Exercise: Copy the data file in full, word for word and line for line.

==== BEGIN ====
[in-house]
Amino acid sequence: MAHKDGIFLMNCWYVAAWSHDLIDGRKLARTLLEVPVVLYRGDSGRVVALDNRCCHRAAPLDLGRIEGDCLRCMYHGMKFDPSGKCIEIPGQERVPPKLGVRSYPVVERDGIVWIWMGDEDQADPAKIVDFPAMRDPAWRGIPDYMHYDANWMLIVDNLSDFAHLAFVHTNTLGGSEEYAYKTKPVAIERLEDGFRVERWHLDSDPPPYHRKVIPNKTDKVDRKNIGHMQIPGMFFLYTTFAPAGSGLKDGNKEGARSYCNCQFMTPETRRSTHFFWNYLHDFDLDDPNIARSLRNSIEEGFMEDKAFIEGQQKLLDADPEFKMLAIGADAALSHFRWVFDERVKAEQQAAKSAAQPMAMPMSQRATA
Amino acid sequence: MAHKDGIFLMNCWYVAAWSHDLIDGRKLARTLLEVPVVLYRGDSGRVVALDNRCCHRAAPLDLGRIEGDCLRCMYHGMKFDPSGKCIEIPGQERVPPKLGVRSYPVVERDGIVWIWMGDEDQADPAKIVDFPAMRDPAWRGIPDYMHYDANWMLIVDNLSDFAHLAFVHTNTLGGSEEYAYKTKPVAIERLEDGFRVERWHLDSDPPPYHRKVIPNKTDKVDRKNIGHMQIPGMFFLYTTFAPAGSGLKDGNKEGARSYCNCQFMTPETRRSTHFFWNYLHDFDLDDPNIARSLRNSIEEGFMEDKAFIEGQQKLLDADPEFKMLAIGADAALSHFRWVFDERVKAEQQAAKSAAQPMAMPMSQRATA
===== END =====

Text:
[in-house]
Amino acid sequence: MAHKDGIFLMNCWYVAAWSHDLIDGRKLARTLLEVPVVLYRGDSGRVVALDNRCCHRAAPLDLGRIEGDCLRCMYHGMKFDPSGKCIEIPGQERVPPKLGVRSYPVVERDGIVWIWMGDEDQADPAKIVDFPAMRDPAWRGIPDYMHYDANWMLIVDNLSDFAHLAFVHTNTLGGSEEYAYKTKPVAIERLEDGFRVERWHLDSDPPPYHRKVIPNKTDKVDRKNIGHMQIPGMFFLYTTFAPAGSGLKDGNKEGARSYCNCQFMTPETRRSTHFFWNYLHDFDLDDPNIARSLRNSIEEGFMEDKAFIEGQQKLLDADPEFKMLAIGADAALSHFRWVFDERVKAEQQAAKSAAQPMAMPMSQRATA
Amino acid sequence: MAHKDGIFLMNCWYVAAWSHDLIDGRKLARTLLEVPVVLYRGDSGRVVALDNRCCHRAAPLDLGRIEGDCLRCMYHGMKFDPSGKCIEIPGQERVPPKLGVRSYPVVERDGIVWIWMGDEDQADPAKIVDFPAMRDPAWRGIPDYMHYDANWMLIVDNLSDFAHLAFVHTNTLGGSEEYAYKTKPVAIERLEDGFRVERWHLDSDPPPYHRKVIPNKTDKVDRKNIGHMQIPGMFFLYTTFAPAGSGLKDGNKEGARSYCNCQFMTPETRRSTHFFWNYLHDFDLDDPNIARSLRNSIEEGFMEDKAFIEGQQKLLDADPEFKMLAIGADAALSHFRWVFDERVKAEQQAAKSAAQPMAMPMSQRATA